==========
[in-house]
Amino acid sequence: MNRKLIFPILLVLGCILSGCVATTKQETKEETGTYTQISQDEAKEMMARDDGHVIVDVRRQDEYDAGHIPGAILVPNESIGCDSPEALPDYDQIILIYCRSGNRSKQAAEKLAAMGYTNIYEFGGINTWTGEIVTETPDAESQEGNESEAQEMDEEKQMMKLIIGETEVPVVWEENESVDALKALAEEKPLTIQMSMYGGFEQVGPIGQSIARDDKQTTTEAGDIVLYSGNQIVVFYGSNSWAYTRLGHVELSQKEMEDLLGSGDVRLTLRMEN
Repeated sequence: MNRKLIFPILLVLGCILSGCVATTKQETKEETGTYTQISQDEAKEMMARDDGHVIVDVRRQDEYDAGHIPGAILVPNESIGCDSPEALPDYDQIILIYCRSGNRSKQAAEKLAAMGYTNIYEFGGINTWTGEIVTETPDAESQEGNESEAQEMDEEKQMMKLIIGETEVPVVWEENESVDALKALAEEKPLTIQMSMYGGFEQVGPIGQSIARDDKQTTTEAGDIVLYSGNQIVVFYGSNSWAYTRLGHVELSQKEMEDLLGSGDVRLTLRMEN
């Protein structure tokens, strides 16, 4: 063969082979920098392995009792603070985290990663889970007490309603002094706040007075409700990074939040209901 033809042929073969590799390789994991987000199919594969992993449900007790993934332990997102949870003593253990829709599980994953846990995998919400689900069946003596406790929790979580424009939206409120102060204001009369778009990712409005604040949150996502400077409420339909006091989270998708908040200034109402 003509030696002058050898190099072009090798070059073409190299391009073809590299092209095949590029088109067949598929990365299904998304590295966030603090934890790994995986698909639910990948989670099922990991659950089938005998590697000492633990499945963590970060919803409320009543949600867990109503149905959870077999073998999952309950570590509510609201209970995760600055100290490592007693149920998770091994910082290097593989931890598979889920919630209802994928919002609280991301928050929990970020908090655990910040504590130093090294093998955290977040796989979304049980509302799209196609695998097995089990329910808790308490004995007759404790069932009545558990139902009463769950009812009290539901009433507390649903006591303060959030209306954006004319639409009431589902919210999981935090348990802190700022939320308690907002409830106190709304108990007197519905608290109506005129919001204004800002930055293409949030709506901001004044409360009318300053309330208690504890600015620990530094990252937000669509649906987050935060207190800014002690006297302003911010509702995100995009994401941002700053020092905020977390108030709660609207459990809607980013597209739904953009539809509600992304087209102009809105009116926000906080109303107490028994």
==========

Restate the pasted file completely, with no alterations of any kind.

[in-house]
Amino acid sequence: MNRKLIFPILLVLGCILSGCVATTKQETKEETGTYTQISQDEAKEMMARDDGHVIVDVRRQDEYDAGHIPGAILVPNESIGCDSPEALPDYDQIILIYCRSGNRSKQAAEKLAAMGYTNIYEFGGINTWTGEIVTETPDAESQEGNESEAQEMDEEKQMMKLIIGETEVPVVWEENESVDALKALAEEKPLTIQMSMYGGFEQVGPIGQSIARDDKQTTTEAGDIVLYSGNQIVVFYGSNSWAYTRLGHVELSQKEMEDLLGSGDVRLTLRMEN
Repeated sequence: MNRKLIFPILLVLGCILSGCVATTKQETKEETGTYTQISQDEAKEMMARDDGHVIVDVRRQDEYDAGHIPGAILVPNESIGCDSPEALPDYDQIILIYCRSGNRSKQAAEKLAAMGYTNIYEFGGINTWTGEIVTETPDAESQEGNESEAQEMDEEKQMMKLIIGETEVPVVWEENESVDALKALAEEKPLTIQMSMYGGFEQVGPIGQSIARDDKQTTTEAGDIVLYSGNQIVVFYGSNSWAYTRLGHVELSQKEMEDLLGSGDVRLTLRMEN
């Protein structure tokens, strides 16, 4: 063969082979920098392995009792603070985290990663889970007490309603002094706040007075409700990074939040209901 033809042929073969590799390789994991987000199919594969992993449900007790993934332990997102949870003593253990829709599980994953846990995998919400689900069946003596406790929790979580424009939206409120102060204001009369778009990712409005604040949150996502400077409420339909006091989270998708908040200034109402 003509030696002058050898190099072009090798070059073409190299391009073809590299092209095949590029088109067949598929990365299904998304590295966030603090934890790994995986698909639910990948989670099922990991659950089938005998590697000492633990499945963590970060919803409320009543949600867990109503149905959870077999073998999952309950570590509510609201209970995760600055100290490592007693149920998770091994910082290097593989931890598979889920919630209802994928919002609280991301928050929990970020908090655990910040504590130093090294093998955290977040796989979304049980509302799209196609695998097995089990329910808790308490004995007759404790069932009545558990139902009463769950009812009290539901009433507390649903006591303060959030209306954006004319639409009431589902919210999981935090348990802190700022939320308690907002409830106190709304108990007197519905608290109506005129919001204004800002930055293409949030709506901001004044409360009318300053309330208690504890600015620990530094990252937000669509649906987050935060207190800014002690006297302003911010509702995100995009994401941002700053020092905020977390108030709660609207459990809607980013597209739904953009539809509600992304087209102009809105009116926000906080109303107490028994």